Dr. Paul Douglas Newman, University of Pittsburgh at Johnstown professor of history, is the recipient of the History Channel’s 2008 “Save Our History” Teacher of the Year Award. He will be recognized at a ceremony Friday, May 2 in Washington, D.C.
“I am both honored and humbled to have been nominated for this prestigious national award by my colleagues who teach history at the secondary school and college level, and I am thrilled to accept it on behalf of the University of Pittsburgh at Johnstown, Northern Cambria High School and its outstanding students and teachers, all of my wonderful teachers throughout the years, and especially the thousands of pupils it has been my great pleasure to teach and learn from over the last decade and a half,” said Dr. Newman.
In 2007, Dr. Newman co-authored, with Anne Staples of the Coal Country Youth Hangout in Northern Cambria, a $10,000 “Save Our History” grant from the History Channel to fund a local research project for select Northern Cambria High School students. In September he and 15 students began conceptualizing, researching, producing, filming, and editing a one-hour video documentary about Cambria County Vietnam War veterans. The project was coordinated with Karen Bowman, Northern Cambria High School social studies teacher, who helped with scheduling and running four regional “Vietnam Veteran Documentation Days,” coordinating media, and served as co-chaperone on a filming trip to Washington, D.C. Her help was integral to the project’s success.
According to Dr. Newman, October 2007 marked the 50th anniversary of the first U.S. combat death in Vietnam, Captain Harry Griffith Cramer Jr. of Johnstown. “The 50th anniversary came and went with no fanfare. Meanwhile, another mega-documentary honoring the veterans of World War II appeared on PBS and dominated American attention.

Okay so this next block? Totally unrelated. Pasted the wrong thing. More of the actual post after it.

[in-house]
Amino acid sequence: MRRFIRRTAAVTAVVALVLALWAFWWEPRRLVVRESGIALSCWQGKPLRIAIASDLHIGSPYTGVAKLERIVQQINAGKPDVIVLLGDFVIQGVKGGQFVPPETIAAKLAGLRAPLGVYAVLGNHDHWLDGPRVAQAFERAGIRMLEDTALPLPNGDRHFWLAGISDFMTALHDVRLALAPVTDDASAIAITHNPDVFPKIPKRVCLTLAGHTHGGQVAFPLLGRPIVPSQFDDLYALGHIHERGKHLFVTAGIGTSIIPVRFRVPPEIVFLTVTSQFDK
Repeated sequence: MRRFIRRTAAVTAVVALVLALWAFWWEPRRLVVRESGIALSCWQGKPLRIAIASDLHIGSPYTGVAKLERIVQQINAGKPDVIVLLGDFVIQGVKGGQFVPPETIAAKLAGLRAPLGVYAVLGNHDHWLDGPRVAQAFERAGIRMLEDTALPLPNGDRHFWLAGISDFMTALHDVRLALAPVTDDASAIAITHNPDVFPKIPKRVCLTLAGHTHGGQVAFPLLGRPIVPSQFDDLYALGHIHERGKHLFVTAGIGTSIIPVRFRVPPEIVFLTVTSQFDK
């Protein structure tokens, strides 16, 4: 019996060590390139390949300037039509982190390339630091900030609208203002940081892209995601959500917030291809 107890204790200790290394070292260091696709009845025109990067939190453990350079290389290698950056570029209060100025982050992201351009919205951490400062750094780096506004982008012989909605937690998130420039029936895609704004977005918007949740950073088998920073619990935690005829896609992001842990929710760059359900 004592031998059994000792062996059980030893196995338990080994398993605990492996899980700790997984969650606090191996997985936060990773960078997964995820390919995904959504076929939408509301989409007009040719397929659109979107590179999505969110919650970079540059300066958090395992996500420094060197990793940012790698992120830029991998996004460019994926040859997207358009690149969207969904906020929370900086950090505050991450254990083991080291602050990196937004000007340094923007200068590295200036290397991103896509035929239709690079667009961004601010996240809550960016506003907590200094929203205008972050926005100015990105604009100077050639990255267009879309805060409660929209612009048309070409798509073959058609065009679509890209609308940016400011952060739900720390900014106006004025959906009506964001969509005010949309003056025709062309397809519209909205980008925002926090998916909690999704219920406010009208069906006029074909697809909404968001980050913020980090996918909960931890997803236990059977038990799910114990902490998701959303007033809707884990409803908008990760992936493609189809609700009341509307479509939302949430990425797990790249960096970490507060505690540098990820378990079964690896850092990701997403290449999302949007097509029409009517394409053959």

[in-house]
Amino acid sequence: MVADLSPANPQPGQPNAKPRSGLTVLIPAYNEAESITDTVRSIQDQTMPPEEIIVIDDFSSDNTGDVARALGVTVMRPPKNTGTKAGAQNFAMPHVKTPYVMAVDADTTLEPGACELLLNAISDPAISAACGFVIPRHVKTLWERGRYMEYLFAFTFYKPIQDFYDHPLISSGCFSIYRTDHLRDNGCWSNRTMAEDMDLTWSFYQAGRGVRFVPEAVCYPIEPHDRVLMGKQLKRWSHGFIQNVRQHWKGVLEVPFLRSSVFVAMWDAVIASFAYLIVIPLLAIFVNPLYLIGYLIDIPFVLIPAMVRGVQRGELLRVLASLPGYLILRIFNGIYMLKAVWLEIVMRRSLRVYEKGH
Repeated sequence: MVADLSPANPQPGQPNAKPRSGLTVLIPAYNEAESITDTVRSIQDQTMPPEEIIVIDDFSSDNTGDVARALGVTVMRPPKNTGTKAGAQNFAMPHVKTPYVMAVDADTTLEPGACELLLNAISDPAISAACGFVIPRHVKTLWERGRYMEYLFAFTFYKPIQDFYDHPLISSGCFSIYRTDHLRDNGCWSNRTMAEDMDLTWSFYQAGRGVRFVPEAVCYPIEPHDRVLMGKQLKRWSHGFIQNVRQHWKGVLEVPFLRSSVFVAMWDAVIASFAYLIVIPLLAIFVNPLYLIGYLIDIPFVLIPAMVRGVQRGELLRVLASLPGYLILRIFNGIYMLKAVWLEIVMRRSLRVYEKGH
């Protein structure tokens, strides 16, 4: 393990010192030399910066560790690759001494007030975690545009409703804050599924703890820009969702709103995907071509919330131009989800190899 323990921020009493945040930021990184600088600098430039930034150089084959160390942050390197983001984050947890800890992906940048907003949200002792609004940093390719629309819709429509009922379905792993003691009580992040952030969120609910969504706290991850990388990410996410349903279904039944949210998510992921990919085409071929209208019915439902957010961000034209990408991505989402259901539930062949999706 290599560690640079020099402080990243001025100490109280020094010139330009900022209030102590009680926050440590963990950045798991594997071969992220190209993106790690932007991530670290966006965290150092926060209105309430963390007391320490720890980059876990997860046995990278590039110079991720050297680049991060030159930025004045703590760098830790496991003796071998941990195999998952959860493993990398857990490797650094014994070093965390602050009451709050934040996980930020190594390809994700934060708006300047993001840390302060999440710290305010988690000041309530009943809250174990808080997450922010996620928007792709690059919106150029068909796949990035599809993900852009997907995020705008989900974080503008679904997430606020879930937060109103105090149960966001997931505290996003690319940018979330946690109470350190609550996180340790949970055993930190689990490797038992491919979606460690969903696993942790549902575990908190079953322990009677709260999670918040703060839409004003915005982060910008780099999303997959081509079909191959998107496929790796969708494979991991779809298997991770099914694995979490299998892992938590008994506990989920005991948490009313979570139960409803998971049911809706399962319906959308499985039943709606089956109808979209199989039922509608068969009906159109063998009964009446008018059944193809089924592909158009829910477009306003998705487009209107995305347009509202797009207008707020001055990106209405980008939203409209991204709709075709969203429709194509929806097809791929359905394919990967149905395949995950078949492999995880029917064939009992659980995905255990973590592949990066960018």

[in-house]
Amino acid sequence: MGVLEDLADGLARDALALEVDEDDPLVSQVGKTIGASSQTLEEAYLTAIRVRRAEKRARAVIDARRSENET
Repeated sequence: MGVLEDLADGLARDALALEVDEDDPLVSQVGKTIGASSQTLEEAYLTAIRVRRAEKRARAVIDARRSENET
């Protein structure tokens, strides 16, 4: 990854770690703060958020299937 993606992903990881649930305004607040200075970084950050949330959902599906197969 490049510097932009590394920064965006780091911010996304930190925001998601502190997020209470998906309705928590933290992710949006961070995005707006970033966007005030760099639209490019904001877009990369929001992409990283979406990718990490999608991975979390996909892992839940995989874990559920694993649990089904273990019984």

“Our film gives local Vietnam Vets a venue for their voices to reflect upon this anniversary. It is our hope that it will spark a national remembrance and conversation about the Vietnam experience as we approach the 50th anniversary of President Johnson’s 1965 escalation of hostilities coming in 2015. The students have collected hours of interviews from more than 20 local vets, including U.S. Representative John Murtha. They have filmed locations in Johnstown, Ebensburg, Northern Cambria, Windber, and Washington, D.C. The movie will premiere on June 15 in Northern Cambria,” said Dr. Newman. Dr. Newman hopes to show the film publicly in Johnstown and Ebensburg as well.
Dr. Newman earned his bachelor’s degree from York College of Pennsylvania, and master’s and doctorate degrees from the University of Kentucky. He is the editor of Pennsylvania History: A Journal of Mid-Atlantic Studies and has published a book titled, Fries’s Rebellion: The Enduring Struggle for the American Revolution (University of Pennsylvania Press, 2004). He began his career at UPJ in 1995 and teaches courses in Early American history.
To view a three-minute video preview trailer, visit click here.
Founded in 1927, UPJ is the first and largest regional campus of the University of Pittsburgh. A vital knowledge center and a foremost contributor to the area’s educational, social, cultural, and economic environment, UPJ offers a high quality educational experience that is purposefully designed to prepare students for the real world of the 21st century.